SYDNEY - The discovery of a Boeing 777 wing part on a remote Indian Ocean island was a "real boost" to experts scouring treacherous seas for missing plane MH370, Australia's search chief said Friday.
The Malaysia Airlines passenger jet vanished on March 8 last year en route from Kuala Lumpur to Beijing with 239 people on board, and its disappearance remains one of aviation's great mysteries.
A wing part, called a flaperon, washed up on the French territory of Reunion island last week, and experts believe it possible that the wreckage could have been carried there from the current search site.
Malaysian Prime Minister Najib Razak has "conclusively confirmed" the flaperon was from MH370, while French prosecutors and the Australian government have been more cautious in declaring a definite connection.
But Martin Dolan, chief commissioner of the Australian Transport Safety Bureau (ATSB), the agency leading the search, said that the ATSB was working on the assumption that the wing part was linked to MH370.
"It gave a real boost to the teams that are out there searching and our people in Canberra and Perth," the search chief told AFP of the find.
"It's a reinforcement that we are doing the right thing. As you know, they are a very committed team, but this gave them a real boost and they remained really focused on finding that missing aircraft." After reviewing their data - including the use of drift modelling to map out where debris might have floated - Dolan said the team was confident the current search zone, about 4,000 kilometres (2,500 miles) from Reunion island where the two-metre-long piece was found, was correct.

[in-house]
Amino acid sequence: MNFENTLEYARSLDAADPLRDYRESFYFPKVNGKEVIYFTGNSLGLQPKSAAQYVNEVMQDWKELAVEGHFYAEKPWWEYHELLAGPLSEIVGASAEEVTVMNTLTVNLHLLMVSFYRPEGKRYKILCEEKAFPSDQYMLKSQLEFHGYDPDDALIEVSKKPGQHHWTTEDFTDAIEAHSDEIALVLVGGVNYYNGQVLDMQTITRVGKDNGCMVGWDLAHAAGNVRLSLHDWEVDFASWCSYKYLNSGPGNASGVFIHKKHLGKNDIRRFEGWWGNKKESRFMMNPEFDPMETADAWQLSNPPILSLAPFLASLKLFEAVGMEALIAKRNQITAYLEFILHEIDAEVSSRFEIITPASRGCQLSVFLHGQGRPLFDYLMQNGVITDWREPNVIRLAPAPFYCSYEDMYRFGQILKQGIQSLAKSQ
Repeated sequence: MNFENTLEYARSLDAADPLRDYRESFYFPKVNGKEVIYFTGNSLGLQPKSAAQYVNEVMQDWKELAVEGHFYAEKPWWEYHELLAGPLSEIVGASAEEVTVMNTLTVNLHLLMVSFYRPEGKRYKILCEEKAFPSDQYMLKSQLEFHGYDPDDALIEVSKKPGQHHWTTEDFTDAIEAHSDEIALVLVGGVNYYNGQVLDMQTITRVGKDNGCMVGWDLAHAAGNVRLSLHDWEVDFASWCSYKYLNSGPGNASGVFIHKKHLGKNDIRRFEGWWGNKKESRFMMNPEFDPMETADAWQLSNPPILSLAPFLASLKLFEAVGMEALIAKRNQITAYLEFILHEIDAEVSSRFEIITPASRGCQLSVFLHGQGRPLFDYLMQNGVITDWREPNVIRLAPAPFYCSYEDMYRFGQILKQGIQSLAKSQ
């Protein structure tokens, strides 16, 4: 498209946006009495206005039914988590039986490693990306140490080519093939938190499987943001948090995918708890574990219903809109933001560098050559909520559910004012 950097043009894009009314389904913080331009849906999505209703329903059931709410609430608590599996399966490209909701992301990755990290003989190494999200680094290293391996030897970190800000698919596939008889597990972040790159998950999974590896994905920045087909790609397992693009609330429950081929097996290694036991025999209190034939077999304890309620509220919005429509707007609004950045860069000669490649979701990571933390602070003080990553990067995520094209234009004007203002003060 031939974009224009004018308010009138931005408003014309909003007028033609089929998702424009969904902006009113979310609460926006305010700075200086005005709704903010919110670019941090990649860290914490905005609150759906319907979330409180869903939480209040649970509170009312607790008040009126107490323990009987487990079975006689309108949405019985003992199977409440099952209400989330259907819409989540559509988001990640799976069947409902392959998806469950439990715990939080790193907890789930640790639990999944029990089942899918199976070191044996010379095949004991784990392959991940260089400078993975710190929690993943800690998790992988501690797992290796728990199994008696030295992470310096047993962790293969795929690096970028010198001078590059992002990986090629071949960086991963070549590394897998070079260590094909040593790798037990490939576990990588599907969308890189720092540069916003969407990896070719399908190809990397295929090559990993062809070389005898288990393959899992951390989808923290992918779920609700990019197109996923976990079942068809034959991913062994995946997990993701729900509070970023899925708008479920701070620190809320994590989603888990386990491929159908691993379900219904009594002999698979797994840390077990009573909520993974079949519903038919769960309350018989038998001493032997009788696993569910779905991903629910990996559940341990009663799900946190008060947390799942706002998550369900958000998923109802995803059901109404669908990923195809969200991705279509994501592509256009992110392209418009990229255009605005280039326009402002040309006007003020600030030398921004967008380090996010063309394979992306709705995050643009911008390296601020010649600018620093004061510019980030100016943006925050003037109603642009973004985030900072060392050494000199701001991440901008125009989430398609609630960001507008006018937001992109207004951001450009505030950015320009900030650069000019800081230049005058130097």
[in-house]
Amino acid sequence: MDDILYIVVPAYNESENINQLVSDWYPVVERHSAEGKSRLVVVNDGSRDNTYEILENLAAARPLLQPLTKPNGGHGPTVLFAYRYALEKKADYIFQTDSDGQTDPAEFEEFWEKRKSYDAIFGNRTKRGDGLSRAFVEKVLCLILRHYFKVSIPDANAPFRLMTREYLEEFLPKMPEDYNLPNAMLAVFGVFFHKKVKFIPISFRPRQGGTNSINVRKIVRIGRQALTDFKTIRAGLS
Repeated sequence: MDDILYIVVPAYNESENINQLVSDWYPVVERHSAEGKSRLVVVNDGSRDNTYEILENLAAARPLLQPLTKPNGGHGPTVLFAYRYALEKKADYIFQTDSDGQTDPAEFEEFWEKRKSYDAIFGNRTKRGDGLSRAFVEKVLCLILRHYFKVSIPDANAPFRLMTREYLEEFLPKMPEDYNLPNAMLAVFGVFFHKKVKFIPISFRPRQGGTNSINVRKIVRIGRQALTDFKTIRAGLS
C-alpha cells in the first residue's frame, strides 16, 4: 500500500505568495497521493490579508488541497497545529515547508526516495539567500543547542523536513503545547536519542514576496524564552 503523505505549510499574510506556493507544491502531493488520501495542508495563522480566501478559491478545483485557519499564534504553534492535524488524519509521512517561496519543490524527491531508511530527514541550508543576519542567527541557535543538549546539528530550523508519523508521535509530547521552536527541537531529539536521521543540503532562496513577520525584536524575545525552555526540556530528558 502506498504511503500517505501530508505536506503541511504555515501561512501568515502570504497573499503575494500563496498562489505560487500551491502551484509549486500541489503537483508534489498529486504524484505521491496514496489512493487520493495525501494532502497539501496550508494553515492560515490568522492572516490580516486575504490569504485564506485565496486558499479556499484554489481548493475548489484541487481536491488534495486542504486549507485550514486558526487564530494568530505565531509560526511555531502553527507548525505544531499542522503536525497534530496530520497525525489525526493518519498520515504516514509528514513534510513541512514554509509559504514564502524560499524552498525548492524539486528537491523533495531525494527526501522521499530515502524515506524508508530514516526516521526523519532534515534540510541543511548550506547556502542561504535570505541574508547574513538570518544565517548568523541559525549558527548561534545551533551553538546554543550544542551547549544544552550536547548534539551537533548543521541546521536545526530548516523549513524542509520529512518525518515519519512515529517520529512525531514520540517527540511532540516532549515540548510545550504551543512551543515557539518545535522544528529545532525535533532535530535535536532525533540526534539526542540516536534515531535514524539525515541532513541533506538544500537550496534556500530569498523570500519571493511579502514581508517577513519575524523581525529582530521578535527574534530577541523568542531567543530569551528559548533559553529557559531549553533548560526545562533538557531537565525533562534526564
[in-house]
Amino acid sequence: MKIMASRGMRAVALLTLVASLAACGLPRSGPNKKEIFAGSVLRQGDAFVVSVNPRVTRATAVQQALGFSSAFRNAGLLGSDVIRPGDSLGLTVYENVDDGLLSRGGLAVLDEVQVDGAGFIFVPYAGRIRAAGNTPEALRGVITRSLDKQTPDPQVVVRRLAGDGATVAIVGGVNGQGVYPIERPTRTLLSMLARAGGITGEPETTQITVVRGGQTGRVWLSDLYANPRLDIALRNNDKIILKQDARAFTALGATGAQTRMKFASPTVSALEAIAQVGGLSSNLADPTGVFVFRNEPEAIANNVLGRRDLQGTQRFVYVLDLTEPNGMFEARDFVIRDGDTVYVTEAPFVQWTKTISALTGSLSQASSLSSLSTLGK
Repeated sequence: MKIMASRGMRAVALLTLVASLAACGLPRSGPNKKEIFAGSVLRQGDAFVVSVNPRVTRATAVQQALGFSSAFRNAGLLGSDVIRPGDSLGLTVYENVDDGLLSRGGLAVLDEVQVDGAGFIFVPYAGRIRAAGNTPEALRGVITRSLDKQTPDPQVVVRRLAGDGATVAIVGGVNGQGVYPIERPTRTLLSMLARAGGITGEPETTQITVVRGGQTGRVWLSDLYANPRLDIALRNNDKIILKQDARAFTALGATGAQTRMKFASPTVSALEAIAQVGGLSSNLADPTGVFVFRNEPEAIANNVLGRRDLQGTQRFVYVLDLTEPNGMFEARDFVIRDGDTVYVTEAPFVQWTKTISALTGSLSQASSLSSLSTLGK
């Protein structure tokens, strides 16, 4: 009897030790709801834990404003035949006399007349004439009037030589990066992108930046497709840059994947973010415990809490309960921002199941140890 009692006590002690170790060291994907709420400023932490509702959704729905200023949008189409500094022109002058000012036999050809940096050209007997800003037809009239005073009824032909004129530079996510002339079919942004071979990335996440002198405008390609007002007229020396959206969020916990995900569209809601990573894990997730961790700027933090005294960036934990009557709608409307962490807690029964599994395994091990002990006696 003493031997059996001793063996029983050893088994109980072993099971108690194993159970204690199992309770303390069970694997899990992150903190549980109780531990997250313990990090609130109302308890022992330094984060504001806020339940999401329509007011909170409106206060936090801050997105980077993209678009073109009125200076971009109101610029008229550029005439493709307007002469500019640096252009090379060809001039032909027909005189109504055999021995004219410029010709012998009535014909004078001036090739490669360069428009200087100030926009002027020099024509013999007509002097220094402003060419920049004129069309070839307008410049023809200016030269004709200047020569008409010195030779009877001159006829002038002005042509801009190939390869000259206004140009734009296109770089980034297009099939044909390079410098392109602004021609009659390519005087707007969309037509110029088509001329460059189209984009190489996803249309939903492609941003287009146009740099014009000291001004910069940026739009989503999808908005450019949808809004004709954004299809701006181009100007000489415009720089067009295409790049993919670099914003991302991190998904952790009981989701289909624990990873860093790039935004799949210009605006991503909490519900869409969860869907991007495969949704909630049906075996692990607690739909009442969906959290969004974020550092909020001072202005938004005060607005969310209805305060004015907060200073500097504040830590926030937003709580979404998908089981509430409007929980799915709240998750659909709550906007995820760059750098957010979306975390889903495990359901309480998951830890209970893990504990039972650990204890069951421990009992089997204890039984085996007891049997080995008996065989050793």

The site of the probe - jointly funded by Australia and Malaysia with a budget of more than Aus$100 million (US$74 million) - is so remote that it takes the ships up to six days to reach it from the Australian port of Fremantle where they routinely refuel and restock.
While there has been hope that examination of the flaperon could yield some insights into how the plane might have entered the water, Dolan said any analysis would not change the debris search.
"We didn't need to take account of how the plane might have hit the water. That really only affects the quantity of debris," Dolan said, adding that even in scenarios where a plane had a very hard entry into the water, its engines would "remain largely intact".
"The more likely case - that it landed a bit less hard than that - there's going to be large pieces of the airframe intact so they are easier to detect with the techniques we're using," he said.